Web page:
Beginning Monday, October 5, 2020, our office hours will be Monday – Thursday 8:30 am – 4:30 pm. While our staff and attorneys will be in the office at these times, visits to our office by clients and others will be by appointment only. Please do not hesitate to contact us by phone or email.
We continue to provide the best legal services to our clients during these challenging times and we hope that you and your families are staying healthy and safe.
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Beginning Monday, May 4, 2020, our office hours will be Monday – Thursday 9:00am – 3:00pm. While our staff and attorneys will be in the office at these times, visits to our office by clients and others will be by appointment only. Please do not hesitate to contact us by phone or email.

We continue to provide the best legal services to our clients during these challenging times and we hope that you and your families are staying healthy and safe.

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4 steps to take when naming a medical power of attorney

If you are healthy, thinking about end-of-life care may not be high on your priority list. Nonetheless, a serious injury or sudden illness may render you incapable of making your own medical decisions. If you cannot advocate for your own care, though, you do not have to surrender control.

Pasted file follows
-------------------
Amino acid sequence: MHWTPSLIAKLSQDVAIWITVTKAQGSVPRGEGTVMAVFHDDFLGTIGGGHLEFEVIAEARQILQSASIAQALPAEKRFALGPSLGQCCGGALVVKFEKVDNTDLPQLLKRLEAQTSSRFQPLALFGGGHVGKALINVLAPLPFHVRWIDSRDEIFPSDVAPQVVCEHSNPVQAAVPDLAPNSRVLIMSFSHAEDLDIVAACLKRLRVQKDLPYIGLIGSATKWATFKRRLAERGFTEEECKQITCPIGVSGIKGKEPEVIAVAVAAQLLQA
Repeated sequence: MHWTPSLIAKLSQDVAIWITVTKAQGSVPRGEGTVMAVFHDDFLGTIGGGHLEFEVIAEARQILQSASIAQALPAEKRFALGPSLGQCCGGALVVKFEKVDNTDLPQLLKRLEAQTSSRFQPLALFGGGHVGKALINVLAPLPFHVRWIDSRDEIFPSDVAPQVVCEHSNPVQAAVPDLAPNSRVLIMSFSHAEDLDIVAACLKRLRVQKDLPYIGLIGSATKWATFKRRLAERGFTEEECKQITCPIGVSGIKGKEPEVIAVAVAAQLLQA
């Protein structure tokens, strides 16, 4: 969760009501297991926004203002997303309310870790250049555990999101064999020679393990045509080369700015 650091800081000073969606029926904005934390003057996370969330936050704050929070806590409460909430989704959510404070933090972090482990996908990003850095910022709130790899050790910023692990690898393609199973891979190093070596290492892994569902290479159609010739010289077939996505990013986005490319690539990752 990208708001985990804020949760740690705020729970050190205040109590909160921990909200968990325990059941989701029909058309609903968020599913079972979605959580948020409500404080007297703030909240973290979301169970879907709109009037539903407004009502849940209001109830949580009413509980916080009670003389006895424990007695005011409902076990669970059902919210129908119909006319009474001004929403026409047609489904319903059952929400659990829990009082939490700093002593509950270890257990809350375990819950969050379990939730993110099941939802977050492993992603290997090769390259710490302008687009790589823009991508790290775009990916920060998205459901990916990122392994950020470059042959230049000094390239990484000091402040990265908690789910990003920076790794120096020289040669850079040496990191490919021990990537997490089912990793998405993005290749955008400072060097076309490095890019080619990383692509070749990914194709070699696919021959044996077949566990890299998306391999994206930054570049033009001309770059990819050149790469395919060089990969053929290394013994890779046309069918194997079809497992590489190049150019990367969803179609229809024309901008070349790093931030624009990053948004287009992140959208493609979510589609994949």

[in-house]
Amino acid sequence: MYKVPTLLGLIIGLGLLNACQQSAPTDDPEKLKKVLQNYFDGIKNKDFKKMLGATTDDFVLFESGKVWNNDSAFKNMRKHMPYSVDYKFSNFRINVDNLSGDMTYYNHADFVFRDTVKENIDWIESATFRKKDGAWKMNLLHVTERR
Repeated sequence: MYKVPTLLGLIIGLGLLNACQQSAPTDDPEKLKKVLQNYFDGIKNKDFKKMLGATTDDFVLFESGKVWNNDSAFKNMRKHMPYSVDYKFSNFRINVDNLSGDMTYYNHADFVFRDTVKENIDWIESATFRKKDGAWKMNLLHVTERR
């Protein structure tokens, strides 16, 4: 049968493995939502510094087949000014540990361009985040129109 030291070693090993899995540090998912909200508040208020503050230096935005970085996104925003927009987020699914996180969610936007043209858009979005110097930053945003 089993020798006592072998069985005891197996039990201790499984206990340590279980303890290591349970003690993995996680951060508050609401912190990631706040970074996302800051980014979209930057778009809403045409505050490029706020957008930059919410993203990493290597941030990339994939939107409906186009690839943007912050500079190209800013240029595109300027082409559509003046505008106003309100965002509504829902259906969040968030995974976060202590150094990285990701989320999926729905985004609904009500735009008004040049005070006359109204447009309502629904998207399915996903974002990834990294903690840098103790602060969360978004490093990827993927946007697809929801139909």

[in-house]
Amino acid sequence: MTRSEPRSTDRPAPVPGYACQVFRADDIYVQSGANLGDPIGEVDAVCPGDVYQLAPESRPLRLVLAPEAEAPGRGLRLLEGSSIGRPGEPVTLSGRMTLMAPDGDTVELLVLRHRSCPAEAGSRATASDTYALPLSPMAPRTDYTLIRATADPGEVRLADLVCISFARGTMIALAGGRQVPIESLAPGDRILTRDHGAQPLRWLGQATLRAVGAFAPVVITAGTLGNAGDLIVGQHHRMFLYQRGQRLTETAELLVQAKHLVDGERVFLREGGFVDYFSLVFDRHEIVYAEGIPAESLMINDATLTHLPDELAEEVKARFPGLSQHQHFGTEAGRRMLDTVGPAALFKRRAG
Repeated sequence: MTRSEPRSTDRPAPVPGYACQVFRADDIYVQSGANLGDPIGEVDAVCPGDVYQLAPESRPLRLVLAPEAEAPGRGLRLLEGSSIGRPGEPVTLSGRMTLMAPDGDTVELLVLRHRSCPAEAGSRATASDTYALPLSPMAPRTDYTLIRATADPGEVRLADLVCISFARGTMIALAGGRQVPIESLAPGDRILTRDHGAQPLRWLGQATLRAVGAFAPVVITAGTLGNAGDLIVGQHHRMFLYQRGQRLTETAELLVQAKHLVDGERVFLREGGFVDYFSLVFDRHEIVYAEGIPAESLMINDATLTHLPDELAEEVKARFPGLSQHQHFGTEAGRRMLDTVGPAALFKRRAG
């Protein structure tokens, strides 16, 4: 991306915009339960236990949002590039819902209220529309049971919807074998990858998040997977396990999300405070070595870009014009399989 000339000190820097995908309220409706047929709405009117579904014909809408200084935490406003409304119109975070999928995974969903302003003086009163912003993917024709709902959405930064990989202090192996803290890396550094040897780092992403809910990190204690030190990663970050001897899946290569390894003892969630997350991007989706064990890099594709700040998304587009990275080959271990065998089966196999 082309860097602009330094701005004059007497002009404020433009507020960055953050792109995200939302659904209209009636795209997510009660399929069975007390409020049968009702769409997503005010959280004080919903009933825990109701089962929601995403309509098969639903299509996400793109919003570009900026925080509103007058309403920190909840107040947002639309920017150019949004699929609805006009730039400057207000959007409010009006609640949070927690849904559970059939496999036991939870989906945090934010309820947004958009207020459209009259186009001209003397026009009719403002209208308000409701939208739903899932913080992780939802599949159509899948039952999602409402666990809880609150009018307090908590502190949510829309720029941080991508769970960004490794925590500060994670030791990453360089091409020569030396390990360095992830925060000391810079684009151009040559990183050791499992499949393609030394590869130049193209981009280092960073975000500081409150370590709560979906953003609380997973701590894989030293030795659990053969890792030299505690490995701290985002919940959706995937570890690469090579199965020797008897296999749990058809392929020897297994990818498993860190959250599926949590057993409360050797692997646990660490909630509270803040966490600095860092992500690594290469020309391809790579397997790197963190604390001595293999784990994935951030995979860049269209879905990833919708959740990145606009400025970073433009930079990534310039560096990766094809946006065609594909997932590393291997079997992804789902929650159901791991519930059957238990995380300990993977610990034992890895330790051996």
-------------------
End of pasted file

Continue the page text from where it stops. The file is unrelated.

Ohio law allows you to write an advance directive that outlines your end-of-life care. It also allows you to name a medical power of attorney to make medical decisions on your behalf. Of course, you must be careful to designate the right individual for the job. Here are four steps to take when naming your medical power of attorney: 

1. Talk 

Before designating a medical power of attorney, you must have a few different conversations. For example, you must talk with the person you are thinking about designating to be sure that he or she understands your wishes and is comfortable advocating for them. You should also speak with health care professionals to ensure that your decisions are both possible and feasible. 

2. Share 

During the final weeks of your life, you do not want your friends and family members to bicker over your end-of-life treatments. Accordingly, you should share your wishes with those closest to you, including your doctor and spiritual advisor. 

3. Document 

Even if everyone close to you knows about your wishes, you want to minimize potential conflict. As such, document your decisions by complying with Ohio law. As part of your overall estate plan, formalize an advance directive and officially designate your medical power of attorney. 

4. Revisit 

Finally, you should realize that your views may change over time. Therefore, you should periodically revisit your advance directive and other planning documents to be certain that they continue to reflect your desires and values. If they do not, you should update your plan as quickly as possible. 

Naming a medical power of attorney is often an effective way to ensure that you receive the sort of end-of-life care you want. Still, you should not take the process lightly. By working through a few steps, you can make sure that your friends, family members, medical professionals and others honor your wishes.